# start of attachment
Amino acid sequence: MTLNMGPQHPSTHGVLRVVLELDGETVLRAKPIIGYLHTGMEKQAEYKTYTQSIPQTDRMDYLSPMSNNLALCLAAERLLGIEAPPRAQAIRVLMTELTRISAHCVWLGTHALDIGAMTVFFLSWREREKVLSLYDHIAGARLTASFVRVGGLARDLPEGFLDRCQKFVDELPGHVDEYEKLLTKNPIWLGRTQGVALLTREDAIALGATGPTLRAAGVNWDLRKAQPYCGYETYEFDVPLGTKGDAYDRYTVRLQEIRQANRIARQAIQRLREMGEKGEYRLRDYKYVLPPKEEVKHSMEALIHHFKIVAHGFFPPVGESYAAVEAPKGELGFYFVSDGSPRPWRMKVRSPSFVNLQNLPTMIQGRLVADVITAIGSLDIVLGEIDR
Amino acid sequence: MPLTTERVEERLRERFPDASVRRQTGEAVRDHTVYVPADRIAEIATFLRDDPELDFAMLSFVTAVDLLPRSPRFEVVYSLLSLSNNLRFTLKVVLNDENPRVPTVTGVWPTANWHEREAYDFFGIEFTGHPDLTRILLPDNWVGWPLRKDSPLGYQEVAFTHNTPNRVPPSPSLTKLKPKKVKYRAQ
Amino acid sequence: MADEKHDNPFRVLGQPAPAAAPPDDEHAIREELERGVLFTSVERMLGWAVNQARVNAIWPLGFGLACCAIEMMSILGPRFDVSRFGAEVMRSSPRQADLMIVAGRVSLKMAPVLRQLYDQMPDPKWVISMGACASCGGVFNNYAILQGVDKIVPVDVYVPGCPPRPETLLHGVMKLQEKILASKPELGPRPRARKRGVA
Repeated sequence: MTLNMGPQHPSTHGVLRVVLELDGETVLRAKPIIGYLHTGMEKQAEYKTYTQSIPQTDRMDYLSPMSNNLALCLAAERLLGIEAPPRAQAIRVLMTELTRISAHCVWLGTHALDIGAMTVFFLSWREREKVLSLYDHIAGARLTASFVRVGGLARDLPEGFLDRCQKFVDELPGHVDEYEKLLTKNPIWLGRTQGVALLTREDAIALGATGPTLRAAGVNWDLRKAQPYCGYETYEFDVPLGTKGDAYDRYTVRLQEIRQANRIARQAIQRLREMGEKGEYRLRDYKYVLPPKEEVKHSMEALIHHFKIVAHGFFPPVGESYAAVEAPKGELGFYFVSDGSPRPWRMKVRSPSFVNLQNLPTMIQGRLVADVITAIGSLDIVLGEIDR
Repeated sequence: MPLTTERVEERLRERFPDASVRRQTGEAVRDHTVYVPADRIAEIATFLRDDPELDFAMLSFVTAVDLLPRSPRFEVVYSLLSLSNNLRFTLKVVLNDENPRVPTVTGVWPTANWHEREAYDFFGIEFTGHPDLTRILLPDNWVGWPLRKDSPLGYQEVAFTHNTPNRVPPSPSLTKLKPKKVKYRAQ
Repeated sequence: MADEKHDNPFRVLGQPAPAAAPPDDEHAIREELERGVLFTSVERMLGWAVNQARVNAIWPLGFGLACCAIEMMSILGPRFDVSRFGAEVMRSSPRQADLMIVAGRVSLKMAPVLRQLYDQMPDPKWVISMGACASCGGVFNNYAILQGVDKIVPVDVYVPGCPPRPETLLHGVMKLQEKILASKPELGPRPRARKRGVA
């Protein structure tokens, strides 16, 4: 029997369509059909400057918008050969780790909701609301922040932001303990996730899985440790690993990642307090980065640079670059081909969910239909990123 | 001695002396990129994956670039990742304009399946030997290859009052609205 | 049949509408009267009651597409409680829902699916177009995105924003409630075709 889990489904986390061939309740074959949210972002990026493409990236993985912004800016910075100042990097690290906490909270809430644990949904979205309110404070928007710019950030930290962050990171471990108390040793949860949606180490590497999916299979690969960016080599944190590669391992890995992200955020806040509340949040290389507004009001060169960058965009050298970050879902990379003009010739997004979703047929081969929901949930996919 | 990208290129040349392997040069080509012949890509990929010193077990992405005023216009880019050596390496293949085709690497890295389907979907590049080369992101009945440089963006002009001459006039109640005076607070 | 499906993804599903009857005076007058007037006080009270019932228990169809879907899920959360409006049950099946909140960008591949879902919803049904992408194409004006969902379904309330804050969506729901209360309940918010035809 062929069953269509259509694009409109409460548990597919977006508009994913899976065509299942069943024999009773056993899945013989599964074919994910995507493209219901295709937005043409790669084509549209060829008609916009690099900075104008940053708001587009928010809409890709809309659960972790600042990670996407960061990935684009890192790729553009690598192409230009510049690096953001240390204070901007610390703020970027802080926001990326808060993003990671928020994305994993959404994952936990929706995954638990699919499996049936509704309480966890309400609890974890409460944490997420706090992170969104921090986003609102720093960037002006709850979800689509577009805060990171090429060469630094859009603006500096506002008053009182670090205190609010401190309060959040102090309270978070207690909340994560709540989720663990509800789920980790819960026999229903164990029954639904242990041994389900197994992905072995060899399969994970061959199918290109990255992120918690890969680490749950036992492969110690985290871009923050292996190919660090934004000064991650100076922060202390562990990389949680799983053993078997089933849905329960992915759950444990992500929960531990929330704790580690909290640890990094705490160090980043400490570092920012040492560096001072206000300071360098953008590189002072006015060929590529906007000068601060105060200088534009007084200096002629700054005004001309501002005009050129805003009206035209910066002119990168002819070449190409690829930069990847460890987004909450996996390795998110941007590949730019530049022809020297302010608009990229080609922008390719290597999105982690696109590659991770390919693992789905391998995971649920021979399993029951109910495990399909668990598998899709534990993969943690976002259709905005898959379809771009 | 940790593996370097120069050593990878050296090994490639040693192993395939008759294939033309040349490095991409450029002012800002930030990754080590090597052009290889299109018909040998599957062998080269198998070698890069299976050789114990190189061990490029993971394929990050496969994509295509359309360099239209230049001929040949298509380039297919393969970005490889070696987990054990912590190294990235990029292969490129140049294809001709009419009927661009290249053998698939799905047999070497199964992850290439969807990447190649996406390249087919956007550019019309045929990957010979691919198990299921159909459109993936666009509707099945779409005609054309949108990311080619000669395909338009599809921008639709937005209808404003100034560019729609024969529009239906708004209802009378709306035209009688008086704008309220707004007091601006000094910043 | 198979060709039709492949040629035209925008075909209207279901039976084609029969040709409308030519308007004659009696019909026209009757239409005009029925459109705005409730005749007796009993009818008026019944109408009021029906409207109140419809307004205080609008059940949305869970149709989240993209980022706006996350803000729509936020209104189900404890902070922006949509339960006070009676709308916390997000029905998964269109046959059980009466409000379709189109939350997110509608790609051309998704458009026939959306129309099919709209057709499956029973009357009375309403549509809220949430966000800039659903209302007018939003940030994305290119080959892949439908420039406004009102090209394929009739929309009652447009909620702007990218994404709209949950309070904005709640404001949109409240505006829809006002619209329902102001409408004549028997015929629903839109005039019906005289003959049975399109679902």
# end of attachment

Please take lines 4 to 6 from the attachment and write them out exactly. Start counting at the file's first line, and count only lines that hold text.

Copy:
Repeated sequence: MTLNMGPQHPSTHGVLRVVLELDGETVLRAKPIIGYLHTGMEKQAEYKTYTQSIPQTDRMDYLSPMSNNLALCLAAERLLGIEAPPRAQAIRVLMTELTRISAHCVWLGTHALDIGAMTVFFLSWREREKVLSLYDHIAGARLTASFVRVGGLARDLPEGFLDRCQKFVDELPGHVDEYEKLLTKNPIWLGRTQGVALLTREDAIALGATGPTLRAAGVNWDLRKAQPYCGYETYEFDVPLGTKGDAYDRYTVRLQEIRQANRIARQAIQRLREMGEKGEYRLRDYKYVLPPKEEVKHSMEALIHHFKIVAHGFFPPVGESYAAVEAPKGELGFYFVSDGSPRPWRMKVRSPSFVNLQNLPTMIQGRLVADVITAIGSLDIVLGEIDR
Repeated sequence: MPLTTERVEERLRERFPDASVRRQTGEAVRDHTVYVPADRIAEIATFLRDDPELDFAMLSFVTAVDLLPRSPRFEVVYSLLSLSNNLRFTLKVVLNDENPRVPTVTGVWPTANWHEREAYDFFGIEFTGHPDLTRILLPDNWVGWPLRKDSPLGYQEVAFTHNTPNRVPPSPSLTKLKPKKVKYRAQ
Repeated sequence: MADEKHDNPFRVLGQPAPAAAPPDDEHAIREELERGVLFTSVERMLGWAVNQARVNAIWPLGFGLACCAIEMMSILGPRFDVSRFGAEVMRSSPRQADLMIVAGRVSLKMAPVLRQLYDQMPDPKWVISMGACASCGGVFNNYAILQGVDKIVPVDVYVPGCPPRPETLLHGVMKLQEKILASKPELGPRPRARKRGVA